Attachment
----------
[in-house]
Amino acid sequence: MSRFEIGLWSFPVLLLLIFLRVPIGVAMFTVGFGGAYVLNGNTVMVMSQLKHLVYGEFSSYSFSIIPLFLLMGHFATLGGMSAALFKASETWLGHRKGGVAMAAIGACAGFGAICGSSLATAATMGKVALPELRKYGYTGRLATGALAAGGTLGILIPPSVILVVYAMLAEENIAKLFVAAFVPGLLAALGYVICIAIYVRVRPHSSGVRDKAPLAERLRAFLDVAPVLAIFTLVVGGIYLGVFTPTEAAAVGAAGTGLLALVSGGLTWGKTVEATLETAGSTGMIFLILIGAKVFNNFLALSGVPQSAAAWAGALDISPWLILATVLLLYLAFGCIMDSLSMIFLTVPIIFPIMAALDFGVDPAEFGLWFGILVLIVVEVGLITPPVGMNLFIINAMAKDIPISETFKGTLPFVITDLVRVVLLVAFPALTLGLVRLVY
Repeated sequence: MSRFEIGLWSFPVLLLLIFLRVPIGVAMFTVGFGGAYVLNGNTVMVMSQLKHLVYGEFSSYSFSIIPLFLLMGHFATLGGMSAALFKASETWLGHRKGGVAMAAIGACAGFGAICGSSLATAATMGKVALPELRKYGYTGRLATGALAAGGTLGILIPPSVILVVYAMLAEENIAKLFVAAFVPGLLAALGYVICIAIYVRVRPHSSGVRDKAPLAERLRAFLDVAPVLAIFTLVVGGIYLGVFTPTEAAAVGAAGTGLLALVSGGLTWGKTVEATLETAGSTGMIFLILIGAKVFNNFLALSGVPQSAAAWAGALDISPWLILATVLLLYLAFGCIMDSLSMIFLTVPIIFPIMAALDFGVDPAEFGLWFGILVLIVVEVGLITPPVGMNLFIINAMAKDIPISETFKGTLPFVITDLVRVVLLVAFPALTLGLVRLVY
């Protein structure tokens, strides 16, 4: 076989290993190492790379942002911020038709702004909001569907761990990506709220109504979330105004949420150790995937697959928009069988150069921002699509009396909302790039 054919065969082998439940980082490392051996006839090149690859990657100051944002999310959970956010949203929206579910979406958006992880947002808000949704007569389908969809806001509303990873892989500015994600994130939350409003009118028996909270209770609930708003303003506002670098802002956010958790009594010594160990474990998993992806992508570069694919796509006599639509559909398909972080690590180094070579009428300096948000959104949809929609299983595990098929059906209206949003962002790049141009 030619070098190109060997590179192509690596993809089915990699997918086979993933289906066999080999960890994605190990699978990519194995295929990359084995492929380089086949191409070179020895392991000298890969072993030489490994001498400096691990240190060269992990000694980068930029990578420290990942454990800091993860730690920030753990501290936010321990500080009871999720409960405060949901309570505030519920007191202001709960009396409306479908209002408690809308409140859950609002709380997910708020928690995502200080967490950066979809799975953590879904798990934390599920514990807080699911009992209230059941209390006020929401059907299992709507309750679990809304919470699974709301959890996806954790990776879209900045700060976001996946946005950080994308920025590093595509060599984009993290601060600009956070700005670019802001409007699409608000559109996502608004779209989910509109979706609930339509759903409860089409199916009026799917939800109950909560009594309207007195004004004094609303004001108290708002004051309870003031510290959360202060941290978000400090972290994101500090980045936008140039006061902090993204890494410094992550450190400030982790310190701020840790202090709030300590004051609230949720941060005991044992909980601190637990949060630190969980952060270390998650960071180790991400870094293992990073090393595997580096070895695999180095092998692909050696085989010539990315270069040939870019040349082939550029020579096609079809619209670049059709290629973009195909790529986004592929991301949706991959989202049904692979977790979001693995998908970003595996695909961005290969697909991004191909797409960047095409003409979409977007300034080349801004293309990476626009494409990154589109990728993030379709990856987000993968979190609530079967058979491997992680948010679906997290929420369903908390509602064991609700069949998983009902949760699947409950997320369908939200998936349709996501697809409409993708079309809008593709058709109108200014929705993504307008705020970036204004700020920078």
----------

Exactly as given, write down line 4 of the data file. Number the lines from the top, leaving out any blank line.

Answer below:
């Protein structure tokens, strides 16, 4: 076989290993190492790379942002911020038709702004909001569907761990990506709220109504979330105004949420150790995937697959928009069988150069921002699509009396909302790039 054919065969082998439940980082490392051996006839090149690859990657100051944002999310959970956010949203929206579910979406958006992880947002808000949704007569389908969809806001509303990873892989500015994600994130939350409003009118028996909270209770609930708003303003506002670098802002956010958790009594010594160990474990998993992806992508570069694919796509006599639509559909398909972080690590180094070579009428300096948000959104949809929609299983595990098929059906209206949003962002790049141009 030619070098190109060997590179192509690596993809089915990699997918086979993933289906066999080999960890994605190990699978990519194995295929990359084995492929380089086949191409070179020895392991000298890969072993030489490994001498400096691990240190060269992990000694980068930029990578420290990942454990800091993860730690920030753990501290936010321990500080009871999720409960405060949901309570505030519920007191202001709960009396409306479908209002408690809308409140859950609002709380997910708020928690995502200080967490950066979809799975953590879904798990934390599920514990807080699911009992209230059941209390006020929401059907299992709507309750679990809304919470699974709301959890996806954790990776879209900045700060976001996946946005950080994308920025590093595509060599984009993290601060600009956070700005670019802001409007699409608000559109996502608004779209989910509109979706609930339509759903409860089409199916009026799917939800109950909560009594309207007195004004004094609303004001108290708002004051309870003031510290959360202060941290978000400090972290994101500090980045936008140039006061902090993204890494410094992550450190400030982790310190701020840790202090709030300590004051609230949720941060005991044992909980601190637990949060630190969980952060270390998650960071180790991400870094293992990073090393595997580096070895695999180095092998692909050696085989010539990315270069040939870019040349082939550029020579096609079809619209670049059709290629973009195909790529986004592929991301949706991959989202049904692979977790979001693995998908970003595996695909961005290969697909991004191909797409960047095409003409979409977007300034080349801004293309990476626009494409990154589109990728993030379709990856987000993968979190609530079967058979491997992680948010679906997290929420369903908390509602064991609700069949998983009902949760699947409950997320369908939200998936349709996501697809409409993708079309809008593709058709109108200014929705993504307008705020970036204004700020920078």